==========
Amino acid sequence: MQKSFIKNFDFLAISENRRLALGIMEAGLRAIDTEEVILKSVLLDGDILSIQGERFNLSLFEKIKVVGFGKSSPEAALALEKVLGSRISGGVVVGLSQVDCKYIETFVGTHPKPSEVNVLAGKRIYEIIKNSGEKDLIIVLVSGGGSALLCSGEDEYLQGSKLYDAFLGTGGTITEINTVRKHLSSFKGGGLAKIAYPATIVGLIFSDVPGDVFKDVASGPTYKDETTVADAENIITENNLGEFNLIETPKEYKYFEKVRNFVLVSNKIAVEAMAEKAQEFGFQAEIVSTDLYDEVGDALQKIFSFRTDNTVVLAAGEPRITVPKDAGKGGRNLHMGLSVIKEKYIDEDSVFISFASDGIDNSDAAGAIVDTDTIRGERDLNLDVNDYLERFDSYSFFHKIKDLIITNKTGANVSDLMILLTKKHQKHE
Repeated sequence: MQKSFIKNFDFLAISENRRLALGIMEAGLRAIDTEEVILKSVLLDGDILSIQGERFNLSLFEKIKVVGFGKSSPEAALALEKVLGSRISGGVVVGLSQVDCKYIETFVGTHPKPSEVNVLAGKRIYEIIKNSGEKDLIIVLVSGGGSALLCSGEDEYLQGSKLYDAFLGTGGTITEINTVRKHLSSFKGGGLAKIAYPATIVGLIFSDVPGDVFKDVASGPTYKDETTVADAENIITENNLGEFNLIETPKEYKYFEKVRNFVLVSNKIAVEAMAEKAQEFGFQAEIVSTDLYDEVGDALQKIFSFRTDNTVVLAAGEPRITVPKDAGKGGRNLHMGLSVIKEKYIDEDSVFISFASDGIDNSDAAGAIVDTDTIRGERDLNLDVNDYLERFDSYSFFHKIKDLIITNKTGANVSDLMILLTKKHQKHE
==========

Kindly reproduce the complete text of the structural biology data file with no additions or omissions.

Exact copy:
Amino acid sequence: MQKSFIKNFDFLAISENRRLALGIMEAGLRAIDTEEVILKSVLLDGDILSIQGERFNLSLFEKIKVVGFGKSSPEAALALEKVLGSRISGGVVVGLSQVDCKYIETFVGTHPKPSEVNVLAGKRIYEIIKNSGEKDLIIVLVSGGGSALLCSGEDEYLQGSKLYDAFLGTGGTITEINTVRKHLSSFKGGGLAKIAYPATIVGLIFSDVPGDVFKDVASGPTYKDETTVADAENIITENNLGEFNLIETPKEYKYFEKVRNFVLVSNKIAVEAMAEKAQEFGFQAEIVSTDLYDEVGDALQKIFSFRTDNTVVLAAGEPRITVPKDAGKGGRNLHMGLSVIKEKYIDEDSVFISFASDGIDNSDAAGAIVDTDTIRGERDLNLDVNDYLERFDSYSFFHKIKDLIITNKTGANVSDLMILLTKKHQKHE
Repeated sequence: MQKSFIKNFDFLAISENRRLALGIMEAGLRAIDTEEVILKSVLLDGDILSIQGERFNLSLFEKIKVVGFGKSSPEAALALEKVLGSRISGGVVVGLSQVDCKYIETFVGTHPKPSEVNVLAGKRIYEIIKNSGEKDLIIVLVSGGGSALLCSGEDEYLQGSKLYDAFLGTGGTITEINTVRKHLSSFKGGGLAKIAYPATIVGLIFSDVPGDVFKDVASGPTYKDETTVADAENIITENNLGEFNLIETPKEYKYFEKVRNFVLVSNKIAVEAMAEKAQEFGFQAEIVSTDLYDEVGDALQKIFSFRTDNTVVLAAGEPRITVPKDAGKGGRNLHMGLSVIKEKYIDEDSVFISFASDGIDNSDAAGAIVDTDTIRGERDLNLDVNDYLERFDSYSFFHKIKDLIITNKTGANVSDLMILLTKKHQKHE